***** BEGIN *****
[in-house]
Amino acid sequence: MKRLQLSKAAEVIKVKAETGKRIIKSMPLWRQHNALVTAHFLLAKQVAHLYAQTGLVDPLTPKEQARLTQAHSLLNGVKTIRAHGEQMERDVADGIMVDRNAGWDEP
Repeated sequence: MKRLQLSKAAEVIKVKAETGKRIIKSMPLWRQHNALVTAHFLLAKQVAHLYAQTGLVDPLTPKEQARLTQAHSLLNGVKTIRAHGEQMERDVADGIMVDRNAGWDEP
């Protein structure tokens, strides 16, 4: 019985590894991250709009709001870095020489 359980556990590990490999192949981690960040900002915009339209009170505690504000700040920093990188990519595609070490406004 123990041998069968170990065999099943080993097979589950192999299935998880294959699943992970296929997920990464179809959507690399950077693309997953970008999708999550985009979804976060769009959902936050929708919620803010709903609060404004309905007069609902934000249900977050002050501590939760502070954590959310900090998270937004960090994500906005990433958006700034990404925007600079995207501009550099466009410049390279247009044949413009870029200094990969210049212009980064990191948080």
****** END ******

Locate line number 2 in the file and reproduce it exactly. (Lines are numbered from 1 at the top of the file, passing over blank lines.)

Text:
Amino acid sequence: MKRLQLSKAAEVIKVKAETGKRIIKSMPLWRQHNALVTAHFLLAKQVAHLYAQTGLVDPLTPKEQARLTQAHSLLNGVKTIRAHGEQMERDVADGIMVDRNAGWDEP